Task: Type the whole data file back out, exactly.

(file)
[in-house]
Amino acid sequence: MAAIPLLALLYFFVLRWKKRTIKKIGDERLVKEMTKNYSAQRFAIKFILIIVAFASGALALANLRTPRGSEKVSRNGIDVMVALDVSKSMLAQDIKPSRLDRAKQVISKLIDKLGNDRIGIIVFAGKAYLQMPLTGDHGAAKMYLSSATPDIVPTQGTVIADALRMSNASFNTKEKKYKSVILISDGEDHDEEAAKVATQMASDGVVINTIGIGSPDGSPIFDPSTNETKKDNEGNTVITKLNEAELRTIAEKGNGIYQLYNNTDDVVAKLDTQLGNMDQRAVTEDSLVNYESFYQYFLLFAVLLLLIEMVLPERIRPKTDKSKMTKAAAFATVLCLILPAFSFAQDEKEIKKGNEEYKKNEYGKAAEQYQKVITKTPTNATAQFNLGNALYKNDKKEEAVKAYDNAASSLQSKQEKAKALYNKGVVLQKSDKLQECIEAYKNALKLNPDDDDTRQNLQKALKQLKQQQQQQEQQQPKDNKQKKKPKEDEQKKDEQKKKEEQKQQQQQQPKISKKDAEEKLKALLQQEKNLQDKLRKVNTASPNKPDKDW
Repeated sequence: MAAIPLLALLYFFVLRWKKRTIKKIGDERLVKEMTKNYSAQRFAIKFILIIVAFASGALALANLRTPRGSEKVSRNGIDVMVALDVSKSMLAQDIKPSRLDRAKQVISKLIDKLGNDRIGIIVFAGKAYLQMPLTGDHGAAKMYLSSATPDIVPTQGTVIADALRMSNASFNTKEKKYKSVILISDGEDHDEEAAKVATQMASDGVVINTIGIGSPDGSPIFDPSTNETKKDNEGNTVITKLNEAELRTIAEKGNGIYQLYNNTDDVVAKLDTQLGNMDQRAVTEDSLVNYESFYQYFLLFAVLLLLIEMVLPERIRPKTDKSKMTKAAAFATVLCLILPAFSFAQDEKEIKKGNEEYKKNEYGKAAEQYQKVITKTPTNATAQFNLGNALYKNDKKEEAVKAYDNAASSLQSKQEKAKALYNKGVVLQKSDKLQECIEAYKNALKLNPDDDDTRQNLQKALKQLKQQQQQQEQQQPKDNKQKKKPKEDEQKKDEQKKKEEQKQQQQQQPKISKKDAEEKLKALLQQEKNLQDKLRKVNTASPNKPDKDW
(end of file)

[in-house]
Amino acid sequence: MAAIPLLALLYFFVLRWKKRTIKKIGDERLVKEMTKNYSAQRFAIKFILIIVAFASGALALANLRTPRGSEKVSRNGIDVMVALDVSKSMLAQDIKPSRLDRAKQVISKLIDKLGNDRIGIIVFAGKAYLQMPLTGDHGAAKMYLSSATPDIVPTQGTVIADALRMSNASFNTKEKKYKSVILISDGEDHDEEAAKVATQMASDGVVINTIGIGSPDGSPIFDPSTNETKKDNEGNTVITKLNEAELRTIAEKGNGIYQLYNNTDDVVAKLDTQLGNMDQRAVTEDSLVNYESFYQYFLLFAVLLLLIEMVLPERIRPKTDKSKMTKAAAFATVLCLILPAFSFAQDEKEIKKGNEEYKKNEYGKAAEQYQKVITKTPTNATAQFNLGNALYKNDKKEEAVKAYDNAASSLQSKQEKAKALYNKGVVLQKSDKLQECIEAYKNALKLNPDDDDTRQNLQKALKQLKQQQQQQEQQQPKDNKQKKKPKEDEQKKDEQKKKEEQKQQQQQQPKISKKDAEEKLKALLQQEKNLQDKLRKVNTASPNKPDKDW
Repeated sequence: MAAIPLLALLYFFVLRWKKRTIKKIGDERLVKEMTKNYSAQRFAIKFILIIVAFASGALALANLRTPRGSEKVSRNGIDVMVALDVSKSMLAQDIKPSRLDRAKQVISKLIDKLGNDRIGIIVFAGKAYLQMPLTGDHGAAKMYLSSATPDIVPTQGTVIADALRMSNASFNTKEKKYKSVILISDGEDHDEEAAKVATQMASDGVVINTIGIGSPDGSPIFDPSTNETKKDNEGNTVITKLNEAELRTIAEKGNGIYQLYNNTDDVVAKLDTQLGNMDQRAVTEDSLVNYESFYQYFLLFAVLLLLIEMVLPERIRPKTDKSKMTKAAAFATVLCLILPAFSFAQDEKEIKKGNEEYKKNEYGKAAEQYQKVITKTPTNATAQFNLGNALYKNDKKEEAVKAYDNAASSLQSKQEKAKALYNKGVVLQKSDKLQECIEAYKNALKLNPDDDDTRQNLQKALKQLKQQQQQQEQQQPKDNKQKKKPKEDEQKKDEQKKKEEQKQQQQQQPKISKKDAEEKLKALLQQEKNLQDKLRKVNTASPNKPDKDW